Before looking at the complications caused by limiting processes, it is convenient to begin with the simpler functions, and to look for functions with simpler properties. Functions can be defined explicitly as well as implicitly, for example by equating polynomials in two variables to zero. Bearing in mind that polynomials have as many roots as their degree, the polynomials should be limited to the first degree to avoid multiple valuedness in the inverse function. Therefore the relation

d w z + c w + b z + a |
= | 0 | (18) |

is reccommended. It can be rendered explicit in either direction,

w |
= | (19) | |

z |
= | (20) |

Inspection, and particularly familiarity with projective transformations, suggests a matrix representation of these fractional linear transformations. To get such a representation, the complex variables should be represented as quotients, such as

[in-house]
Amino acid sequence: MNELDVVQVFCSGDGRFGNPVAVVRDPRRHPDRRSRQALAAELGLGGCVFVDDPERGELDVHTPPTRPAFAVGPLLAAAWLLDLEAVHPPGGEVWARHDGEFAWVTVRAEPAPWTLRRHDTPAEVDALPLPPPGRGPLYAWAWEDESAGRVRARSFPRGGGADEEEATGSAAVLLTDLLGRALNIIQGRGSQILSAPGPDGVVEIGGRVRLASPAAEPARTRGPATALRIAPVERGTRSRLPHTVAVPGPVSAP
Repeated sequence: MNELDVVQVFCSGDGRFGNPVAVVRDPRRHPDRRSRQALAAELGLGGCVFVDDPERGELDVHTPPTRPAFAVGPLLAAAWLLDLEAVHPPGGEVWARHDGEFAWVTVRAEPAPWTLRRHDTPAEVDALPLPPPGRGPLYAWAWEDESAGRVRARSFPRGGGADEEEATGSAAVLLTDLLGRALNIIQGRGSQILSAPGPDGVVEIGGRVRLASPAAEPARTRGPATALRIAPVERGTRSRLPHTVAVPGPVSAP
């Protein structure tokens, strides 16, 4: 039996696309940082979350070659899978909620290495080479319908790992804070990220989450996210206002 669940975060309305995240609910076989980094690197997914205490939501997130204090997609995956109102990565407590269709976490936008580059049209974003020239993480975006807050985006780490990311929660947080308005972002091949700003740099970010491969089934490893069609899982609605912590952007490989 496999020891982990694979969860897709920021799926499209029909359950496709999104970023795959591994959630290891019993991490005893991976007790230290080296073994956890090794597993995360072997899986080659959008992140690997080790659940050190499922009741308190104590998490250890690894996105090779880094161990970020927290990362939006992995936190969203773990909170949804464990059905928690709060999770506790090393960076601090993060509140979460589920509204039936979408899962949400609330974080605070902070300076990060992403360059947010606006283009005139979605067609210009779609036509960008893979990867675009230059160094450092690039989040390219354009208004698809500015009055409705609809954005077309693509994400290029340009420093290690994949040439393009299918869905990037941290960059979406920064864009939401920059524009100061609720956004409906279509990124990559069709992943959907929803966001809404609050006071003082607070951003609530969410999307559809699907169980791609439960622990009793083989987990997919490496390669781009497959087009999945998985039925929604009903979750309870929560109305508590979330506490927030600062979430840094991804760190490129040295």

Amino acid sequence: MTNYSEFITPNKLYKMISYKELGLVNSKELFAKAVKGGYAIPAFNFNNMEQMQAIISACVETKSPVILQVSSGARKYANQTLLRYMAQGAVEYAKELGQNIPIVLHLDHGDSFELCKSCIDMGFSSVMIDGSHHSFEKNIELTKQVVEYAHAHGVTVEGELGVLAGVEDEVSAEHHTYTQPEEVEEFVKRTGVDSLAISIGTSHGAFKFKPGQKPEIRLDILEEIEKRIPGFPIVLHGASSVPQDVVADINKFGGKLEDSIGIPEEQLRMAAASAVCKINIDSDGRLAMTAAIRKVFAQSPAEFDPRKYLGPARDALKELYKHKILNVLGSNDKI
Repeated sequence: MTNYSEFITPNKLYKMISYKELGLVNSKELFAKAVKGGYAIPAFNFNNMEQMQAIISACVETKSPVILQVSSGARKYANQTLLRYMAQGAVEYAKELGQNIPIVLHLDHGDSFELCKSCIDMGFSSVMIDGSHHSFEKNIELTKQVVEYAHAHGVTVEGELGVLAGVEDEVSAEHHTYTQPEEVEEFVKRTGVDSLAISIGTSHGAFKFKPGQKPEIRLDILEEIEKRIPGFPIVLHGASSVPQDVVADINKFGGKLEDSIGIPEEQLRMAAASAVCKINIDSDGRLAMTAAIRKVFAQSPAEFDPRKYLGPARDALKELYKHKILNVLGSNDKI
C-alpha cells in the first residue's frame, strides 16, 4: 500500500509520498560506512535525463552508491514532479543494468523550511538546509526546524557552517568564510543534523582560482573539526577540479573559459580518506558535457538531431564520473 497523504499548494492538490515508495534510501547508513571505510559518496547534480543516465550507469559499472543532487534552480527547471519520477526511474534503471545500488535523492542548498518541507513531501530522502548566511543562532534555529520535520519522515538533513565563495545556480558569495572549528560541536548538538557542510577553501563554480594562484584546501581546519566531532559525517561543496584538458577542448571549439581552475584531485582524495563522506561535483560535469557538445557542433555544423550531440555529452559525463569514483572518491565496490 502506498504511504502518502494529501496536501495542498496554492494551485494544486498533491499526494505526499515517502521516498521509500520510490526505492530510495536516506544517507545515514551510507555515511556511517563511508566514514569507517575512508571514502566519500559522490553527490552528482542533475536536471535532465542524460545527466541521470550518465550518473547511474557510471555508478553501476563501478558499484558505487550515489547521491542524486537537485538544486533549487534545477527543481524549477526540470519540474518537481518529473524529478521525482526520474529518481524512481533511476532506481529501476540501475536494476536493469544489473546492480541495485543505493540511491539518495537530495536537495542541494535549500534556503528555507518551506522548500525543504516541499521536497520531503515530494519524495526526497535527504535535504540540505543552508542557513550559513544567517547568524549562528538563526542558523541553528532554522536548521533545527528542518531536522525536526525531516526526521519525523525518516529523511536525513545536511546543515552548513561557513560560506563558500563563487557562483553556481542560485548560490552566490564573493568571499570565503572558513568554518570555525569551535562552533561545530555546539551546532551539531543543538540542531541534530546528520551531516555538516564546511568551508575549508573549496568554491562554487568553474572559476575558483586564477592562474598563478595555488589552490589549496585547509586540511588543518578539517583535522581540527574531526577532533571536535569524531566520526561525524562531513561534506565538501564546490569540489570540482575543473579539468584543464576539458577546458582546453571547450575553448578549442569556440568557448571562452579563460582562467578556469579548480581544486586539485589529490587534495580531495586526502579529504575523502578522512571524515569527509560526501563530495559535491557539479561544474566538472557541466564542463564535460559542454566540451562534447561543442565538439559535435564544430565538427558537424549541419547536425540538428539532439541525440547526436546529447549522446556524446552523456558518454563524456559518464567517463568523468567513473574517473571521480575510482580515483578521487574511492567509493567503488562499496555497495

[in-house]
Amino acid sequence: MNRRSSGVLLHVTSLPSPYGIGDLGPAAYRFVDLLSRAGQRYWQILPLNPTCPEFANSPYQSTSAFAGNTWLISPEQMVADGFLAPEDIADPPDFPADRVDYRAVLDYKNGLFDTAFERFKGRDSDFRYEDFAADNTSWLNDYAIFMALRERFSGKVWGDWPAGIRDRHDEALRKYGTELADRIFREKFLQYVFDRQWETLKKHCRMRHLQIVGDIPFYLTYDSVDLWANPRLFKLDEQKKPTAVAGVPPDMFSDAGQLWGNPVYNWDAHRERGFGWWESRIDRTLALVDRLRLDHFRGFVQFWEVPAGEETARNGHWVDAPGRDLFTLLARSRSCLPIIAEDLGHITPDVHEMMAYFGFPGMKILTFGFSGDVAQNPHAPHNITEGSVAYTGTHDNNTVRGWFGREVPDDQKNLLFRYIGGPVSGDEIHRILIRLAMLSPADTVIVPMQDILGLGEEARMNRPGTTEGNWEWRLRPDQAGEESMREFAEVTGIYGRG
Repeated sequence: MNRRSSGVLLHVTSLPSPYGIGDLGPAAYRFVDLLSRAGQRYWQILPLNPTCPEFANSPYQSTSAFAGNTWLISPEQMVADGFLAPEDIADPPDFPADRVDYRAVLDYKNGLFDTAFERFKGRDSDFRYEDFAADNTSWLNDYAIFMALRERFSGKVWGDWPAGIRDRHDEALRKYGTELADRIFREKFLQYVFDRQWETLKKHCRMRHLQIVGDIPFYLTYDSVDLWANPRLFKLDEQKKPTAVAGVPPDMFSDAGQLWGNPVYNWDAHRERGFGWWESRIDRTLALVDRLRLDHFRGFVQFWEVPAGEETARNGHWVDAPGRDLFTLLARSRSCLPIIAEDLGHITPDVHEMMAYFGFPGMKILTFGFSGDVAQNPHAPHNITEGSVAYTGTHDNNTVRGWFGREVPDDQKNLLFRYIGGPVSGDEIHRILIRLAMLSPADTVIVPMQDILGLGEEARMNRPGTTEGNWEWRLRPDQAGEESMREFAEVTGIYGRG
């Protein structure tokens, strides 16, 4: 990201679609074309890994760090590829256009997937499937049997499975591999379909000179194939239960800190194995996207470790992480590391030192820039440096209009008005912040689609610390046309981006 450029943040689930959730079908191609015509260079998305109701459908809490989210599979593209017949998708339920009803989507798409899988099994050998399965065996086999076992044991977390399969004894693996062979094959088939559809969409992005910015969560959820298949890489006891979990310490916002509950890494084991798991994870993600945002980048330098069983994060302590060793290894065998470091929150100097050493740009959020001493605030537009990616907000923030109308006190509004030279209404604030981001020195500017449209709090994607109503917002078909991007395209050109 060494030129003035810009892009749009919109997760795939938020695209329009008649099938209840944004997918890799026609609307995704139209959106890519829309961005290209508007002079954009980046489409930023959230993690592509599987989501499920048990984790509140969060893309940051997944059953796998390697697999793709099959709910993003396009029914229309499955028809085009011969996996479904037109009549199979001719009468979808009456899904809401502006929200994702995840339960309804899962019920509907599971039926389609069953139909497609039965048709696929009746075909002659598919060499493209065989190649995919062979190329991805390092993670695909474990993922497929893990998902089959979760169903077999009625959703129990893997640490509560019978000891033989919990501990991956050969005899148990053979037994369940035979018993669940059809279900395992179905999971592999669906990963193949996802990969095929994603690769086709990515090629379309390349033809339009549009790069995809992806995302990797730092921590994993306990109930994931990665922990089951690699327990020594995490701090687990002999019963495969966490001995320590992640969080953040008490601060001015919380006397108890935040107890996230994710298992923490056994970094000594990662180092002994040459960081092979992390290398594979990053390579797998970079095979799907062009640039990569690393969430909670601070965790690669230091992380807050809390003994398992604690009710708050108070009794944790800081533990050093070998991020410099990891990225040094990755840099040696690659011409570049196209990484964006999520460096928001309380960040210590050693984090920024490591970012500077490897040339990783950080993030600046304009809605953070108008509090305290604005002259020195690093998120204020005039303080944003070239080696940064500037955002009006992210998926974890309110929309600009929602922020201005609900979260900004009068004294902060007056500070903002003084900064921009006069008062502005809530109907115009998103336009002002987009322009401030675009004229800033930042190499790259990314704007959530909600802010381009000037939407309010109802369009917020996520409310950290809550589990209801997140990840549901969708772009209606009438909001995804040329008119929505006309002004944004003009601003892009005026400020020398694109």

*w* = *s*/*t*, *z* = *u*/*v*. Then the numerator and denominator of the fractional linear transformation are subject to linear transformations for which the matrix notation is appropriate.

Just because the complex variable is represented as a quotient (and observe that the members of the numerator-denominator pair are *not* the real and
imaginary parts of the variable, but are themselves complex numbers) ambiguity exists both in the representation of the variable and in the matrix describing the transformation.

Since the matrix should correspond to an invertible transformation, its determinant should not vanish. Accordingly the matrix could be multiplied by a factor making the determinant unity. Such a choice which will later on prove to be consistent because the matrices of composite transformations multiply and so do the determinants.